C.D. + Lens Cleaner


the ceiling compania discografica

Side A: 1) Repertorio Infinito 2) Un 80% Dice Que Si 3) Fiestas Voluntarias De Dinero 4) Guiso Superespreso
Side B: 1) Perfeccionamiento Gaseoso 2) Te Usan De Trampolin 3) Poeta No. 3 4) No Esperemos Mas En Vano 5) Perfeccionamiento Gaseoso (reprise)


Hailing from Argentina, The Lens Cleaner Trio is Jose Marchi (guitars), Marcelo Aquirre (percussions and voice) and C.D. (electronics). This LP has its genesis in a live improvised session performed in July 1999 at La Confiteria Humana Durante. The recordings were then disassembled and subsequently reassembled in the mixing room by C.D., "constructing new sound shapes from the various puzzle pieces". The result is what C.D. calls "electro-acoustic rock". The first few tracks on side A are more faithful to the original recordings, with little reconstructive work done on them; dark drumming (fluttering and nimble, with a hint of jazz) is mixed with rough textures from guitar, warped electronics and tape manipulations. The arrangements become more distorted and incongruous the deeper into the LP we go. The balance of elements is lost in place of an anomalous ebb and flow. Echoes of Marchi's guitar will take to the fore in a burst of cathartic energy, answered by the manipulations from C.D.'s processor (sonics which can sometimes last for minutes on end) or a flutter from Aquirre's dense drumming. The finale is an unforgettable maelstrom where all the elements fold upon each other in a final bout of chaos and convergence, thanks to C.D.'s unrelenting hand at the mixing table. Due to its status as a reconstituted improvisational work, these pieces are full of details, unexpected turns, winding roads and blind alleys. C.D. + Lens Cleaner is an impressive record that rewards with every listening, full of originality and a passion for the complex.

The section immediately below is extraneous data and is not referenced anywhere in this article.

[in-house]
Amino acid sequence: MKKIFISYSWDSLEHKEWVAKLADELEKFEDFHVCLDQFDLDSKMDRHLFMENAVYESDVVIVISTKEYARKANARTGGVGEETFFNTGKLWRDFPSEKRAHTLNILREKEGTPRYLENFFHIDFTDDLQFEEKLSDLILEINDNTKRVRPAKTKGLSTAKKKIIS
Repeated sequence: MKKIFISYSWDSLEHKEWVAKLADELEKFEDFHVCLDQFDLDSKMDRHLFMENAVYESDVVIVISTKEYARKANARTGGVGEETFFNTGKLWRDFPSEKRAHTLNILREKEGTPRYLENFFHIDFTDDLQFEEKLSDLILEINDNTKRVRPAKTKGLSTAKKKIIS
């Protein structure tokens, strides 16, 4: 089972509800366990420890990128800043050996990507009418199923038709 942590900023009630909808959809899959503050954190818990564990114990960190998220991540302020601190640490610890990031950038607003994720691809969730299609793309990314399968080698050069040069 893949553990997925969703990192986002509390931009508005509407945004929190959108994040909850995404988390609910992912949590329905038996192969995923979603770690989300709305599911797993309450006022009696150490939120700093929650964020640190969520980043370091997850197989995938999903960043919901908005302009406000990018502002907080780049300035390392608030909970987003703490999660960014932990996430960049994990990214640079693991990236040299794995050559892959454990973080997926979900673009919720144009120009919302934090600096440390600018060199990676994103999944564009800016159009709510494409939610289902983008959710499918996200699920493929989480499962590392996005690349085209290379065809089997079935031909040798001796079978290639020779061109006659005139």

Richard di Santo


It'd be interesting to know how LENS CLEANER TRIO pigeonhole themselves - do they see themselves as Jazz Progressives who have left the more traditional trappings of that music way behind and settled instead for clashing guitar, whining noise and Dubby drum treatments? Or do they see themselves as Neo-Classical Abstractionists, building gargantuan monsters out of overdriven guitar and reverberated noise? Or are they post-Industrial sound artists who wish to weave an intriguing and often cacophonous web around the listener? If you can run the album to ground, you could find out for yourself. From clusters of busy noise, through long phrases of harsh, edgy ambient noise, to nerve-grating outbursts, this group go out of their way to make things uncomfortable for the casual listener.

While the majority of the first side is structured and mostly rhythmic, the flip side tends overall more towards shapeless drones and drifts, with only the final two tracks adding their mutant structures of rhythm to the mix, and these only briefly. Subtle it ain't - their mixes are straffed with old school fx which give the overall picture a cold, dehumanized feel - where off-white noise touches the hem of metal, long delays and busy reverbs transmute the result into an icy miasma. They fear not to suddenly wreck what they were doing and speed the mix up to hyperdrive.

If the LENS CLEANER TRIO ever make a bid for International Stardom, they won't be doing it with an album like this. Complex, Surreal and alienating music which deems to use a driving, almost tribal rhythm over which to build their Metropolis of greys, colour-washed whites and textures as rough as granite and as smooth as a mortuary slab.
Antony Burnham


It seems that my opinion about Argentinean experimental music was wrong, I thought that it doesn't exist, but this is already the second Argentinean release that I heard in a short time.

This LP is the result of an improv-session recorded in 1999 by Jose March (guitare), Marcello Aguirre (drum) and C.D. (electronics). This recordings are reassembled to this release.

It isn't easy to describe 'The Lens Cleaner trio'. C.D. calls it 'electroacoustic rock'. What strikes most is the evolution in the LP. Firstly, the original records are followed quit exact what results in an atmospheric but analogue ambient. But how further on the CD, how more the sounds change. The orginal recordings are manipulated much more and the sound is denser. The sound is evolved from atmospheric to a more nervous sound which you maybe can compare with actual electroacoustic music.

The 'C.D. + Lens Cleaner' LP is in any case a very adventurous recording.
Tom Wilks